Creating ‘Virtuous and Talented’ Officials for the Twentieth Century: Discourse and Practice in Xinzheng China 1
‘It must be considered that there is nothing more difficult to carry out, nor more doubtful of success, nor more dangerous to handle, than to initiate a new order of things.’ Machiavelli, The Prince
Central Xinzheng Reform and the Twentieth-Century Chinese State
The effort of the Qing dynasty to transform itself and forge a new set of relationships with society in its last decade has been one of the less explored areas in the scholarship on modern China. Although this set of radical initiatives, collectively known as the xinzheng (‘New Policy’) reforms attracted a good deal of commentary from its contemporaries, until recently it has been relatively understudied. There are two reasons for this neglect. First, conventional periodization has divided historical turf between Qing historians (for the Qing dynasty 1644–1911), Republican historians (for the period between 1911 and 1949 ) and political scientists (who cover 1949 to the present). Second, since the dramatic narrative for the first three-quarters of the twentieth century has been largely understood as a process of ever more radical forms of revolutionary change, scholars have understandably been more taken with exploring the antecedents of revolution and/or locally based studies of elite transformation than they have been with exploring a case of seemingly bona fide failure.The central government-initiated xinzheng reform period (1902–1911) has thus borne the full brunt of a Whiggish interpretation of history; too late to command the attention of most Qing historians, too early for the majority of Republican historians, at best a prologue for the real revolution to come, and at worst an abortive failure.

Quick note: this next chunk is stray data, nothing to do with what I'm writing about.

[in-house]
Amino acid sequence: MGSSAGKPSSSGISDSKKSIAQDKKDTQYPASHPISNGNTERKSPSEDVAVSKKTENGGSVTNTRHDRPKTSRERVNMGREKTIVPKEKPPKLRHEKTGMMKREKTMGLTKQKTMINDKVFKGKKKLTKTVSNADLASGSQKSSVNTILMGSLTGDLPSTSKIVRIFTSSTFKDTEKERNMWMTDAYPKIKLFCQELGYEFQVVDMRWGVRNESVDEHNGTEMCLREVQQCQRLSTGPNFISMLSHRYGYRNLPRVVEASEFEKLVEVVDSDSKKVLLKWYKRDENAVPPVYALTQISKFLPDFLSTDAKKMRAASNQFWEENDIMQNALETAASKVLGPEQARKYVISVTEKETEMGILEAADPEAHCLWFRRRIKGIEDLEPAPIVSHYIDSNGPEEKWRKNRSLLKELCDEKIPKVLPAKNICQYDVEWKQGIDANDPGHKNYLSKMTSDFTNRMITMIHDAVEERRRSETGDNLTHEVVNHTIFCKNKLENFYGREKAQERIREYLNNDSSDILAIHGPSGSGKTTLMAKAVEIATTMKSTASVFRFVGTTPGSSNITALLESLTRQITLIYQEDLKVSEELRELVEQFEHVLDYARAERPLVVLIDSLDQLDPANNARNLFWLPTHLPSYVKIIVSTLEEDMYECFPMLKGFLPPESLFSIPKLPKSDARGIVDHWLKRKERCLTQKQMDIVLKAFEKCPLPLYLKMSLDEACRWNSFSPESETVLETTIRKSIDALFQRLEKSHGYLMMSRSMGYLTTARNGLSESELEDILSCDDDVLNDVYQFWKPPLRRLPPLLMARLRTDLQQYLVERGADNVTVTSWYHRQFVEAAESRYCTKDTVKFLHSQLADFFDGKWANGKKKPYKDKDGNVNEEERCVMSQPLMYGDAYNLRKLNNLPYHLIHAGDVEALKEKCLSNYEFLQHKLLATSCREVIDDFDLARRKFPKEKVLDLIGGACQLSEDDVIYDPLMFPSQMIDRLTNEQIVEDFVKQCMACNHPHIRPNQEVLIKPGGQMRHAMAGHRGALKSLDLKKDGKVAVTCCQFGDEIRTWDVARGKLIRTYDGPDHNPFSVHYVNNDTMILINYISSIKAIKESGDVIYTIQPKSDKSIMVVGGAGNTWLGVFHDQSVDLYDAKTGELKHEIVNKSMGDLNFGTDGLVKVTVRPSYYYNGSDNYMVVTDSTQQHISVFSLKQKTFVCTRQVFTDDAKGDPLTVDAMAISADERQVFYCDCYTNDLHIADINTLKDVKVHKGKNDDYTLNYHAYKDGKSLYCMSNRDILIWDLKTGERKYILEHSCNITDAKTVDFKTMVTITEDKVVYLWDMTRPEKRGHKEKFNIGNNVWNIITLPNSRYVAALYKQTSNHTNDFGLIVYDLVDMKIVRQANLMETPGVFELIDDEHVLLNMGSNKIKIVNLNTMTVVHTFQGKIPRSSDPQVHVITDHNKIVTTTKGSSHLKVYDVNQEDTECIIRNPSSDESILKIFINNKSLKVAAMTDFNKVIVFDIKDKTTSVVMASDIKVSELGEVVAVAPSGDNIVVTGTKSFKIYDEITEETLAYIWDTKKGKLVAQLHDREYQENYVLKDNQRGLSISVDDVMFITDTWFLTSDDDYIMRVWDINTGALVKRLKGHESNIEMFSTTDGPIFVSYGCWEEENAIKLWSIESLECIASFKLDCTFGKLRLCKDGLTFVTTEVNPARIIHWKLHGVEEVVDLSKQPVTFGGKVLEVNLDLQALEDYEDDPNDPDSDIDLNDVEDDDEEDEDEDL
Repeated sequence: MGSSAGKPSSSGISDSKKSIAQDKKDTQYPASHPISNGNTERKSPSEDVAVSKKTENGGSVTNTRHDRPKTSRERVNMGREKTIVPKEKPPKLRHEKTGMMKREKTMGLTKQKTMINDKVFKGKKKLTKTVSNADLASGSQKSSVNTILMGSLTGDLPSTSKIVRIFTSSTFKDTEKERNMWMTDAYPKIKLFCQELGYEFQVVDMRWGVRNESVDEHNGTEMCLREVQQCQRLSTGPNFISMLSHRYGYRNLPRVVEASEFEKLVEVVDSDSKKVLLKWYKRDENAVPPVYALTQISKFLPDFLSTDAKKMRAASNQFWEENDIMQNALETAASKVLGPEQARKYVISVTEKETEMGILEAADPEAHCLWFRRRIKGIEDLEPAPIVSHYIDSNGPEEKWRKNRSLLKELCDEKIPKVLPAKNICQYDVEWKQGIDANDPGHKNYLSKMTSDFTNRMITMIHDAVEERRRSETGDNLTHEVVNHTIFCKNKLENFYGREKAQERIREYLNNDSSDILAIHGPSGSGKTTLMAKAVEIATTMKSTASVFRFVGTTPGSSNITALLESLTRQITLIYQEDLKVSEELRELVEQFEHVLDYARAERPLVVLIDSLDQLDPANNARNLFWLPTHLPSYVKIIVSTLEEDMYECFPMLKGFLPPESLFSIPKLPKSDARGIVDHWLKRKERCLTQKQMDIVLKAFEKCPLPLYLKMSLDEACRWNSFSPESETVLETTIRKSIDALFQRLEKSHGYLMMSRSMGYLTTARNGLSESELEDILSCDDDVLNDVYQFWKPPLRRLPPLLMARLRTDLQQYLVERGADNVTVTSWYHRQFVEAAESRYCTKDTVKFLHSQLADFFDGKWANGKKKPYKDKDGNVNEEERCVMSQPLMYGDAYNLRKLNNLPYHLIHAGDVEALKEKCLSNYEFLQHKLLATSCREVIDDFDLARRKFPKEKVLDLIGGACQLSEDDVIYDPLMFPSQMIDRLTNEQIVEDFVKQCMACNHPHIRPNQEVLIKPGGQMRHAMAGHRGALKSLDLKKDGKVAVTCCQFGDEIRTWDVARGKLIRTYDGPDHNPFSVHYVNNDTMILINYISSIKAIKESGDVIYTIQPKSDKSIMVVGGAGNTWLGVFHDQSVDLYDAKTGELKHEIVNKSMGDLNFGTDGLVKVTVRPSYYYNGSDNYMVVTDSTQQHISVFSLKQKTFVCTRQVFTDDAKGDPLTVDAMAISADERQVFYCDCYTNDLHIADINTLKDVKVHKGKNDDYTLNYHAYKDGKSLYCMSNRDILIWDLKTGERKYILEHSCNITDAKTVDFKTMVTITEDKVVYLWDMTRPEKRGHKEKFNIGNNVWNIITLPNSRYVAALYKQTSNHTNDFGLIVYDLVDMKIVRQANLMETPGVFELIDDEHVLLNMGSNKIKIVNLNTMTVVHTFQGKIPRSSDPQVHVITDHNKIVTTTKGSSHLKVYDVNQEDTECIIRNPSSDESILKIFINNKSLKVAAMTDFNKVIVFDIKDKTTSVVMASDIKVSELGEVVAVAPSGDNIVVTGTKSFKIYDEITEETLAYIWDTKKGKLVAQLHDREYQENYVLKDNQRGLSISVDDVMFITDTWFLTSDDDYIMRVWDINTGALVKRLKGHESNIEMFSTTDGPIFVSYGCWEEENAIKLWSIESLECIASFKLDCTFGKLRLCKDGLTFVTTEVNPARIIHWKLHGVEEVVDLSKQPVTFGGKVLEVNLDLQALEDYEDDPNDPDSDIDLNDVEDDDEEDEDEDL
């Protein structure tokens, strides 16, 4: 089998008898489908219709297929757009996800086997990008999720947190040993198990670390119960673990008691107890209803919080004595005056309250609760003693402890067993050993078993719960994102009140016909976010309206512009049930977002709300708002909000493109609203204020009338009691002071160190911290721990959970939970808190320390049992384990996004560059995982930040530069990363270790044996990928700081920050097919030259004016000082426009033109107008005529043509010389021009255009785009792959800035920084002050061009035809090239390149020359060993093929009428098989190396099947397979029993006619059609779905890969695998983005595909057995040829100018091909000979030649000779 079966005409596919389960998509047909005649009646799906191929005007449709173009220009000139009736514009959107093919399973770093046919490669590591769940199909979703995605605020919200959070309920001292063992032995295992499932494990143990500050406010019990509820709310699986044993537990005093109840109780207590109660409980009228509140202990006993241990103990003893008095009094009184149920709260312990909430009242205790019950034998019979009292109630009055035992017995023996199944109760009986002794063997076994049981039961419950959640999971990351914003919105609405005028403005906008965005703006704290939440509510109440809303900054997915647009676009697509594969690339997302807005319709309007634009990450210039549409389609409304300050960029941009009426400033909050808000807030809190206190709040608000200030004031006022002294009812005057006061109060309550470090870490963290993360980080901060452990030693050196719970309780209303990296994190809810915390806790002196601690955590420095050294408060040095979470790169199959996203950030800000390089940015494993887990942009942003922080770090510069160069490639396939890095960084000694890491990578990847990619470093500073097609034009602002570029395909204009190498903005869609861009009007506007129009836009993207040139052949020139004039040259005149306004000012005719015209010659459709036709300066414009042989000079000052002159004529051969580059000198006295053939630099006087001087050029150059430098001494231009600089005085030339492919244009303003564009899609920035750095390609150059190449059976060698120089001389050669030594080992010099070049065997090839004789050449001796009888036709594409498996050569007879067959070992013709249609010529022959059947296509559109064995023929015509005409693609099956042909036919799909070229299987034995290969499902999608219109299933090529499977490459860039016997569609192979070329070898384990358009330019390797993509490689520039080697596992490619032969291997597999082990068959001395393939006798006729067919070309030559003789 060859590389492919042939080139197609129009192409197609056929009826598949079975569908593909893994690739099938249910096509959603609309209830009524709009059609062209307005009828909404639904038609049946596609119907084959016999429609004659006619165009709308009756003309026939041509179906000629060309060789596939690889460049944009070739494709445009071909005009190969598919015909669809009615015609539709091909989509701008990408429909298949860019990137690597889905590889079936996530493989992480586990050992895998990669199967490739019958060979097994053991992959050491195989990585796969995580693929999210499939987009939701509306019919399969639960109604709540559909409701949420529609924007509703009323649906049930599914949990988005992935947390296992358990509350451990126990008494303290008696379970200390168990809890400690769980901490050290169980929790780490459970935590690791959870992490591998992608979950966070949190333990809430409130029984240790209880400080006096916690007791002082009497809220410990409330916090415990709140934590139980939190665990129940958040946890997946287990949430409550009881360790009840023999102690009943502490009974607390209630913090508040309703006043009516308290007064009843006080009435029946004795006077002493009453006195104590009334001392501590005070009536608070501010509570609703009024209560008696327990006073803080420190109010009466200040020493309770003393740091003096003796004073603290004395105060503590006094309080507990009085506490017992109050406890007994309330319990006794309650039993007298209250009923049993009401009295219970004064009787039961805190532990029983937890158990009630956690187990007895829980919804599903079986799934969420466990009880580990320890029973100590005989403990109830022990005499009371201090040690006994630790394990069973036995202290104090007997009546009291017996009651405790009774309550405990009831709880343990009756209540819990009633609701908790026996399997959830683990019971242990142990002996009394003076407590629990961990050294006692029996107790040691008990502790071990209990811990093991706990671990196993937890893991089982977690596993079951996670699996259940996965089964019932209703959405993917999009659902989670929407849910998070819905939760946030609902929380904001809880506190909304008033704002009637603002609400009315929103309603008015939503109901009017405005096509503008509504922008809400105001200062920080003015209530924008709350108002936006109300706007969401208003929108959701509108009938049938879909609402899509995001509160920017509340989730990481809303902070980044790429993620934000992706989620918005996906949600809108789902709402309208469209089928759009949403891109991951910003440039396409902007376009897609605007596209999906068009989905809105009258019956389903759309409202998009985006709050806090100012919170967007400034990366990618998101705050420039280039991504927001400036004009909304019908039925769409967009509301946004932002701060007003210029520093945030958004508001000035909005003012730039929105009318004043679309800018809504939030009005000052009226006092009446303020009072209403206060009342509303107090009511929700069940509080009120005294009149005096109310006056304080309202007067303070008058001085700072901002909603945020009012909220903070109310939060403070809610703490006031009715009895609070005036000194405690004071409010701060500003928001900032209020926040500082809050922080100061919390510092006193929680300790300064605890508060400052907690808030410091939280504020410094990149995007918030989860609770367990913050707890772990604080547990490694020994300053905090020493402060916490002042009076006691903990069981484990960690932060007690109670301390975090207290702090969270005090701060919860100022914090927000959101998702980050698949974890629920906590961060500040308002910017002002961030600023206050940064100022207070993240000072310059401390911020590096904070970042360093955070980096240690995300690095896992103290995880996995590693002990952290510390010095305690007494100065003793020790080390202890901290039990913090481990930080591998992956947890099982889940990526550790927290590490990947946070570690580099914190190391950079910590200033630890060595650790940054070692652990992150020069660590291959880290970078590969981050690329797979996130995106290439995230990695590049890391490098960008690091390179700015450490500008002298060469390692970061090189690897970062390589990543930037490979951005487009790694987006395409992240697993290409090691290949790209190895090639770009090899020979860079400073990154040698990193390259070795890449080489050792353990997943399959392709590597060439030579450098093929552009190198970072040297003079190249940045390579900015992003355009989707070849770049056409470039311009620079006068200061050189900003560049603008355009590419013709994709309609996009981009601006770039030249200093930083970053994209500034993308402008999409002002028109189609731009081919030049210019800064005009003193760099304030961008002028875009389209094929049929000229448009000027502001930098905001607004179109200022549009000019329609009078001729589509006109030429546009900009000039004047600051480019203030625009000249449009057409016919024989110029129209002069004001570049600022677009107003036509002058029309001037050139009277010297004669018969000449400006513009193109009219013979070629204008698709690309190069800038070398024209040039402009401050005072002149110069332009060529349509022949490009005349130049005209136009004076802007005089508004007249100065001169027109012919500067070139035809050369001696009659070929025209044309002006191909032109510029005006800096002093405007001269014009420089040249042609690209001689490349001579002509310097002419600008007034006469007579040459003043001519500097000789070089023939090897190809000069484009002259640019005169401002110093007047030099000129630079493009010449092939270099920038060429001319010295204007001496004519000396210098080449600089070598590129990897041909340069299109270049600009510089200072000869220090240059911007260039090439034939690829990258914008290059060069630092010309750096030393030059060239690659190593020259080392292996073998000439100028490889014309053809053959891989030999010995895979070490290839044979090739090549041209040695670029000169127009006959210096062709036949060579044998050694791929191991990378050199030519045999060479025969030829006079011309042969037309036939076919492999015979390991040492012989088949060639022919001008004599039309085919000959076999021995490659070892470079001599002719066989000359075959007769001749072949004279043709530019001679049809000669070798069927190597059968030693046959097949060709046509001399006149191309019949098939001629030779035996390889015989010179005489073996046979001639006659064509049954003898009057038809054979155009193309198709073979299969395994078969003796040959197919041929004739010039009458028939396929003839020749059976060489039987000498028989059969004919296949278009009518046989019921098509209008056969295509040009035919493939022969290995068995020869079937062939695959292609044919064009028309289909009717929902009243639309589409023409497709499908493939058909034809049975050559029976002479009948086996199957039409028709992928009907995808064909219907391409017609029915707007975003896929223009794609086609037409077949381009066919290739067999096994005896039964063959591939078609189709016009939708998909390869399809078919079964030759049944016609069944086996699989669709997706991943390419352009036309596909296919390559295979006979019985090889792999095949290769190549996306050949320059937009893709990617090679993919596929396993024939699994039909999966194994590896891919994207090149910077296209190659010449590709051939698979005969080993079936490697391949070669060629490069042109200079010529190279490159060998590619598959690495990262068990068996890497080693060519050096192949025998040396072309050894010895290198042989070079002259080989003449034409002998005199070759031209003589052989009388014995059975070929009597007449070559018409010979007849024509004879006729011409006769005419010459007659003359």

1 The research for this article was made possible by the generous support of the British Academy/ CASS Exchange and the CSCC. I would like to thank Benjamin Elman and Timothy Brook for their comments on earlier drafts of this piece. All errors and omissions are, of course, my own.